This approach may not be exactly what many pro-life activists want, but in a nation where we can’t agree on abortion, we need to find common ground across a regional and political divide that’s not likely to go away. The 28 percent of people in Vermont who would like to restrict abortion will have to find a way to secure their objectives without changing state law on the subject—just as pro-life minorities in California, New York, and other solidly Democratic states will.
Perhaps the end of Roe will offer them an unprecedented opportunity to find common ground because the pro-life movement’s political strategy will no longer need to be narrowly focused on electing Republican presidents in order to change the Supreme Court—a strategy that, needless to say, lost them a lot of ground with political progressives who might have otherwise been their allies on the shared goal of offering women positive alternatives to abortion.
But unless the minority of pro-lifers in Boston or Los Angeles can find such common ground with their pro-choice neighbors, the end of Roe is not likely to bring them much comfort. For fifty years both sides in the abortion debate hoped that they could use the courts to force their views on their opponents. If Roe falls, we may have to learn to use the democratic process to find political compromises and creative solutions instead. Perhaps some pro-lifers are not used to finding common ground with liberal Democrats. But if they can identify shared political goals that accord well with progressive political values, they may actually succeed in reducing abortion rates, even in places that are strongly committed to keeping abortion legal.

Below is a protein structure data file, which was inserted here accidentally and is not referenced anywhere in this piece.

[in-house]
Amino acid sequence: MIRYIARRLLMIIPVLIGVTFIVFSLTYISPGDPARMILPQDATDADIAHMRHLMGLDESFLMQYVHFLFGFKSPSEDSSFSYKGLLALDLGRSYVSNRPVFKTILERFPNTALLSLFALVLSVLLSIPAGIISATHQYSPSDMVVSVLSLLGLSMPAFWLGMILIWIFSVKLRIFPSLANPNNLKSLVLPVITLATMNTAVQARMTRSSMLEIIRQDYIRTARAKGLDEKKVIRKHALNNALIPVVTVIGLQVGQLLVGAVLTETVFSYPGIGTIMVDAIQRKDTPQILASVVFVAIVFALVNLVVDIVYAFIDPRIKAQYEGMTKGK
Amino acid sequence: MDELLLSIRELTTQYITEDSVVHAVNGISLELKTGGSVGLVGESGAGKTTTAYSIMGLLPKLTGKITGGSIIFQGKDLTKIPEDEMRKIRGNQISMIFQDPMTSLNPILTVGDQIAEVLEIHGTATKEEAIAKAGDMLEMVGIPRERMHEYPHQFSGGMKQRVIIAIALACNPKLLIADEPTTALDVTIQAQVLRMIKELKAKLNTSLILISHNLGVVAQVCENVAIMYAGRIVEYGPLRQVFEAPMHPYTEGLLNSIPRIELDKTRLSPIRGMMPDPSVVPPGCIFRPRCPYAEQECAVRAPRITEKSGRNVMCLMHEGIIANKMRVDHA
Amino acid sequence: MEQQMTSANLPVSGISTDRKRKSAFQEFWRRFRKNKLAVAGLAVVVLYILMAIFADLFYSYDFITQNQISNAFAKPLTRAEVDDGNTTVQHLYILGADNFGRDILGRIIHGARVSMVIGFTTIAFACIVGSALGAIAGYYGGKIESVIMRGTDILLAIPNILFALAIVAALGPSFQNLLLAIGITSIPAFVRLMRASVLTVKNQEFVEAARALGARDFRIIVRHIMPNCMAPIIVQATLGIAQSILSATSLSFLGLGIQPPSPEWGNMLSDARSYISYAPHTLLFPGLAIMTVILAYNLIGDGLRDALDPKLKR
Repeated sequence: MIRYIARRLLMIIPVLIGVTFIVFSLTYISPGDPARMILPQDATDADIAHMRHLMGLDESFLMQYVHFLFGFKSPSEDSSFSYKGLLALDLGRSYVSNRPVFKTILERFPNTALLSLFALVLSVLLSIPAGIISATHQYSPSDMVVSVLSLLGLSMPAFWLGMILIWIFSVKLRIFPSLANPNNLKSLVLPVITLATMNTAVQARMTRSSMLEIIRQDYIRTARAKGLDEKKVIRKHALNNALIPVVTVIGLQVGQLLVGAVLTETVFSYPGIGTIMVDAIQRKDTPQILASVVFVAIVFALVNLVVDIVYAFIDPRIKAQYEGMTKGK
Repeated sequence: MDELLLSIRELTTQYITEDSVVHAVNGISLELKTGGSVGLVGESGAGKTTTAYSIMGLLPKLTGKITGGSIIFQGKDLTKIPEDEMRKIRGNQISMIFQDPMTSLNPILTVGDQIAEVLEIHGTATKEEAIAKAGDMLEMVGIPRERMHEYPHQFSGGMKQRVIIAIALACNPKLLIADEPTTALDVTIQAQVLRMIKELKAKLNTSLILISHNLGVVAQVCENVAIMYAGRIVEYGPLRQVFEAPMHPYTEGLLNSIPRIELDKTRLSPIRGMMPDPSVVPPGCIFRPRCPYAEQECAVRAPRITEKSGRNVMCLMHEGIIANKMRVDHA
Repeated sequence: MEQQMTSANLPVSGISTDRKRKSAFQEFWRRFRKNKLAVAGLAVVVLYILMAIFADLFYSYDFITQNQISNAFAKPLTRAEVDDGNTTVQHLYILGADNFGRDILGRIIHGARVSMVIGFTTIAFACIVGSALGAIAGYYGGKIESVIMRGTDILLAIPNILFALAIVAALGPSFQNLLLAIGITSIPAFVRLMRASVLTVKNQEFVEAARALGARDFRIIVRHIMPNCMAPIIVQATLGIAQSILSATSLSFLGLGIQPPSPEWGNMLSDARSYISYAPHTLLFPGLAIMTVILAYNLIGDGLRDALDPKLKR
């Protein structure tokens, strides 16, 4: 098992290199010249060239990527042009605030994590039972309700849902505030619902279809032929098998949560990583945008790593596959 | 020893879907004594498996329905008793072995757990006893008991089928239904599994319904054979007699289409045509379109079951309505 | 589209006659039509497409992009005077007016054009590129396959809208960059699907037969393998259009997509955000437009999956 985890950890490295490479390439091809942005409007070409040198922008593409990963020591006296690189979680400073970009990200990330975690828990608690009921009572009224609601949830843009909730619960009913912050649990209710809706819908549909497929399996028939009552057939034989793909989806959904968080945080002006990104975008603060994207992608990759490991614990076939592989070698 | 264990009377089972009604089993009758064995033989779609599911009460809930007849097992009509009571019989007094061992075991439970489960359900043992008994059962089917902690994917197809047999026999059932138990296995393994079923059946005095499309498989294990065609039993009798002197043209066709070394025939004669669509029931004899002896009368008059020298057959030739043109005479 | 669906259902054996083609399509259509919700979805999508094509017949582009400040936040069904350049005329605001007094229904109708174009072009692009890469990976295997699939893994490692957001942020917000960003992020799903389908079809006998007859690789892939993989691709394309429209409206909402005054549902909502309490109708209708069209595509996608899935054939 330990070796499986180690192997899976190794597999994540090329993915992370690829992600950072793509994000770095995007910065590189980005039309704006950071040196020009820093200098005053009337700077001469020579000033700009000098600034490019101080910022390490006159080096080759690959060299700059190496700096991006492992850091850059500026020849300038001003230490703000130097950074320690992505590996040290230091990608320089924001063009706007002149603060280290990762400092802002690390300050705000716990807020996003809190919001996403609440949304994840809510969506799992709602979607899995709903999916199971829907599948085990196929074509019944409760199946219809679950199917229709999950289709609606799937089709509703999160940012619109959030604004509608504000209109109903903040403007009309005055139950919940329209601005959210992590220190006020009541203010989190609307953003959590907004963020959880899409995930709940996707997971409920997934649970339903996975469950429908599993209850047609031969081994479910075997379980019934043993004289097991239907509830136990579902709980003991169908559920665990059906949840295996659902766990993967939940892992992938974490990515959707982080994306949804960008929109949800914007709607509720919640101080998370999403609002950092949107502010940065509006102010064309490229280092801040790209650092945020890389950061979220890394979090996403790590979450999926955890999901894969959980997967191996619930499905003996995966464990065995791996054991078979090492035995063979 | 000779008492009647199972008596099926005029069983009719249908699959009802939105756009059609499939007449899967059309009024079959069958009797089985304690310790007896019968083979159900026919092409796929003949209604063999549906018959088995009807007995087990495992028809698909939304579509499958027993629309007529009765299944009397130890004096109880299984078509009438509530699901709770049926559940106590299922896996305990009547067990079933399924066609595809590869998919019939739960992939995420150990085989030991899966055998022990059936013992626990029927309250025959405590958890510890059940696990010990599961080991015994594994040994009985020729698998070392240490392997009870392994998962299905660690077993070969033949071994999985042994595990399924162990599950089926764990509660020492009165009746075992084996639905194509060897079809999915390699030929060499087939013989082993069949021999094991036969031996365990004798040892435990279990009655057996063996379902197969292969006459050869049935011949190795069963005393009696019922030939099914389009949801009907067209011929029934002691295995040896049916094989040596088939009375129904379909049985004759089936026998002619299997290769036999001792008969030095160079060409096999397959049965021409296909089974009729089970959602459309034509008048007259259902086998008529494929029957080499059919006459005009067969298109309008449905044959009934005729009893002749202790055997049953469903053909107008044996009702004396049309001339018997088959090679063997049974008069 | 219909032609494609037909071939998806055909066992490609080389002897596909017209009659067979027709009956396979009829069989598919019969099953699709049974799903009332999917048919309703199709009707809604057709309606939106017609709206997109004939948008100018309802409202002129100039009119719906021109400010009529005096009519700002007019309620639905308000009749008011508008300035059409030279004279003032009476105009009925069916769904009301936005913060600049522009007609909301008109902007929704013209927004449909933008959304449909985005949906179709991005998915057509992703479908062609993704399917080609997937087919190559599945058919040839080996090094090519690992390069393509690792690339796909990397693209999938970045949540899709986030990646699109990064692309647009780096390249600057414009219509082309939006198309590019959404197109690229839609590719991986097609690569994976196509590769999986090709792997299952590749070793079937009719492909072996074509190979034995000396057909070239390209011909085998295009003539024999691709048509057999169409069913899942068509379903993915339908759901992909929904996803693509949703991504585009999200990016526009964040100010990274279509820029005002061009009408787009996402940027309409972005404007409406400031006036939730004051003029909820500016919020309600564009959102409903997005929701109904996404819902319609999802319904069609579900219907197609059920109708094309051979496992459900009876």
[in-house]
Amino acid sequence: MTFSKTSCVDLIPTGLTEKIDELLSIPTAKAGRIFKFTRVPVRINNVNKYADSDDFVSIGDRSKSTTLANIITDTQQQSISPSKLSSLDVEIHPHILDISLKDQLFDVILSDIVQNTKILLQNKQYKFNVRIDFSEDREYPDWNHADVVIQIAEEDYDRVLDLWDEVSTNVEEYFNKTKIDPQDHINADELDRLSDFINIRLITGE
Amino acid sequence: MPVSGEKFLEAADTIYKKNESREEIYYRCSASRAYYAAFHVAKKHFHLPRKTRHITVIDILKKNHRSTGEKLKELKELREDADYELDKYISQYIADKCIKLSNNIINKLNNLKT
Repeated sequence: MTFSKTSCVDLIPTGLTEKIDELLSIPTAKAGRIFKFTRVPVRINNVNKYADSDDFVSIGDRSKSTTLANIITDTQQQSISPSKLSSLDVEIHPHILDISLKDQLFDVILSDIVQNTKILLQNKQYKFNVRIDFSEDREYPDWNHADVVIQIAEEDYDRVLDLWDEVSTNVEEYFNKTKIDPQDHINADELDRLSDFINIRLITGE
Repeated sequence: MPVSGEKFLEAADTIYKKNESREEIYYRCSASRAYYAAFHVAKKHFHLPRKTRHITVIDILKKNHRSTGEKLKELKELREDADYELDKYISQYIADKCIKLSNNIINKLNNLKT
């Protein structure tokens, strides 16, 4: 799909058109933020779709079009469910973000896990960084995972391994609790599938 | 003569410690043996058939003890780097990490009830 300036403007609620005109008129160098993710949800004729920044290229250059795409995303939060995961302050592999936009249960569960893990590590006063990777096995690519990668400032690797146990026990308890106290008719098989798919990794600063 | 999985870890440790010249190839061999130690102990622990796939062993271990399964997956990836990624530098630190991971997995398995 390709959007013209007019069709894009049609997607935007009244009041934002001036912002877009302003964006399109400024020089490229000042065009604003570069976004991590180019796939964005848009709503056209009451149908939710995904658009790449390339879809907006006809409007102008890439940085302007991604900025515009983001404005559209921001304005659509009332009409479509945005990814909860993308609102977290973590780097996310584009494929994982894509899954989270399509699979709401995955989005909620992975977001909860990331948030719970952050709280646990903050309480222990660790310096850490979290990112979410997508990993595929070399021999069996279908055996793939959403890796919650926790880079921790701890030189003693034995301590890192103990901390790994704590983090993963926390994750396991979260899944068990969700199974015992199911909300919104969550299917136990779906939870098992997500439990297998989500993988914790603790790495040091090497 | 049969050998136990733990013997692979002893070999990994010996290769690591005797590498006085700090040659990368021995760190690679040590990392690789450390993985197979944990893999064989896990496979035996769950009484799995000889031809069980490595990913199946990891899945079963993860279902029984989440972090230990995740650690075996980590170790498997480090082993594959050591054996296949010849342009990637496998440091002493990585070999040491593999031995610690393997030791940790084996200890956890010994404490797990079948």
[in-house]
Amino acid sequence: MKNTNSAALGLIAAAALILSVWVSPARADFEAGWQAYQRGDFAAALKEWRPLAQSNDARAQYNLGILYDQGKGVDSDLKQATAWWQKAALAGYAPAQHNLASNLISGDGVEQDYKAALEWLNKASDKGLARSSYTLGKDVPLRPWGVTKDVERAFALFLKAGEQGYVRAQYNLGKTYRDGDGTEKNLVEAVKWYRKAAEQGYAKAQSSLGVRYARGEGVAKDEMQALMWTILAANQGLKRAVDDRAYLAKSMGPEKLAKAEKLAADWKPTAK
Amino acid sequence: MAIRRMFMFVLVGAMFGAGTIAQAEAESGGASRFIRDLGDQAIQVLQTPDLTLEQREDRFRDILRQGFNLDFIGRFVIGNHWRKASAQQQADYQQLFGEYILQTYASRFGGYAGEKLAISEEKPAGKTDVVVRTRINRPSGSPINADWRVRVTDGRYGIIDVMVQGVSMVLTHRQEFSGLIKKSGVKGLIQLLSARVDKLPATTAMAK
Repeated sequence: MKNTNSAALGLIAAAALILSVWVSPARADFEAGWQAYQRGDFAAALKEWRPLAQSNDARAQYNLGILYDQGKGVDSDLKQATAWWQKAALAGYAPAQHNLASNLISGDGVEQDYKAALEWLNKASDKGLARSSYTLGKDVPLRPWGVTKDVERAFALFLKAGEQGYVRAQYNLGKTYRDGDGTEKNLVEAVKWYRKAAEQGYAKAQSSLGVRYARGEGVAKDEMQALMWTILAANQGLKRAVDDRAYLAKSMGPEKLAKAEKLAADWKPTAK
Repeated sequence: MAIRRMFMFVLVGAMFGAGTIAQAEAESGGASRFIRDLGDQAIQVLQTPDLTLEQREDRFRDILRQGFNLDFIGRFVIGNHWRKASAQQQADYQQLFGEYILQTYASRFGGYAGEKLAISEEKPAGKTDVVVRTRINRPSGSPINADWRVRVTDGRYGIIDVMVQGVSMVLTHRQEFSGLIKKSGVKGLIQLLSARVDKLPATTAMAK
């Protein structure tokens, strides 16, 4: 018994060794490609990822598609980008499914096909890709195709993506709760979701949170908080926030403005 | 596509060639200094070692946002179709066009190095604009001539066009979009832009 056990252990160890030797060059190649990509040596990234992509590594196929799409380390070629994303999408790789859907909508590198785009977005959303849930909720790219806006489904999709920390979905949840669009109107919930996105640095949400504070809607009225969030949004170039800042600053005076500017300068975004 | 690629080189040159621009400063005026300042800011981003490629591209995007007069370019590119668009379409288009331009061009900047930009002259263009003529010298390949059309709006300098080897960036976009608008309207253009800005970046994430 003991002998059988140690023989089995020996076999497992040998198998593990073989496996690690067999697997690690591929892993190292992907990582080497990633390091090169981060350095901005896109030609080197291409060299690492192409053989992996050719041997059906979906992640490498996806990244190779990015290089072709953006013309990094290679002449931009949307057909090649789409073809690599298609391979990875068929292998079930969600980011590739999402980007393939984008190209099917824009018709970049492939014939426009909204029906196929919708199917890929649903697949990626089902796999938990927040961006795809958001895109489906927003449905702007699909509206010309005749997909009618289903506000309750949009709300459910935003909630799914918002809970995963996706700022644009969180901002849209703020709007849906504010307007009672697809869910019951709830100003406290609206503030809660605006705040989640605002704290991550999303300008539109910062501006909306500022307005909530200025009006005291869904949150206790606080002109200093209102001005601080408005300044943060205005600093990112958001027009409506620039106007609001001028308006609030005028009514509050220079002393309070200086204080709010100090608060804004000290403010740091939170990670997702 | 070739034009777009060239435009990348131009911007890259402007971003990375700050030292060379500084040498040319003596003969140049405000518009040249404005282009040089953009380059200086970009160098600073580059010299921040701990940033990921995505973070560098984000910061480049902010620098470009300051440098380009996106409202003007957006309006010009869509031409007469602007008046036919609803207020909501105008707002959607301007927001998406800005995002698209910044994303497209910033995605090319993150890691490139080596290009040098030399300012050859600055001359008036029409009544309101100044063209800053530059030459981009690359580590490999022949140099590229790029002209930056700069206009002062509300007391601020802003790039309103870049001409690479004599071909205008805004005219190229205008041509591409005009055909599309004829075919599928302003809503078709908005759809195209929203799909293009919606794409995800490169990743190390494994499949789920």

Daniel K. Williams is a professor of history at the University of West Georgia and the author of several books on religion and American politics, including God’s Own Party: The Making of the Christian Right and The Politics of the Cross: A Christian Alternative to Partisanship.
Much of this article is insightful and accurate. However, I can see one problem with your analysis, and that is that as politics becomes increasingly nationalized, it will even be harder to find common ground. In the blue states, no Democrat would dare run for any office as having even the slightest pro-life leanings, as the national party would make short work of that person’s candidacy. Furthermore, as Democrats become even more wedded to the Climate Change agenda, part of that agenda is de-populating the earth with emphasis either on people not having children at all, or promoting even more abortions to lower the birth rates.
All this being said, politics can make for interesting alliances and I agree that the end of Roe (if SCOTUS overturns Roe) will affect the national platform for the Republican Party. Perhaps one can say your points are empirical and we need to keep an open mind about all of this.
So the anti abortion people in my state should ask for the Democratic values of healthcare , birth control, child care , higher wages. That’s funny. They don’t want to reduce abortion they want to punish those who get one. Oh and no we don’t want to depopulate the country. That’s a good one. We just want to decide when to have children. Sure we could have all worked together to reduce the number of abortions. But Democrats will never take away a woman’s right to choose.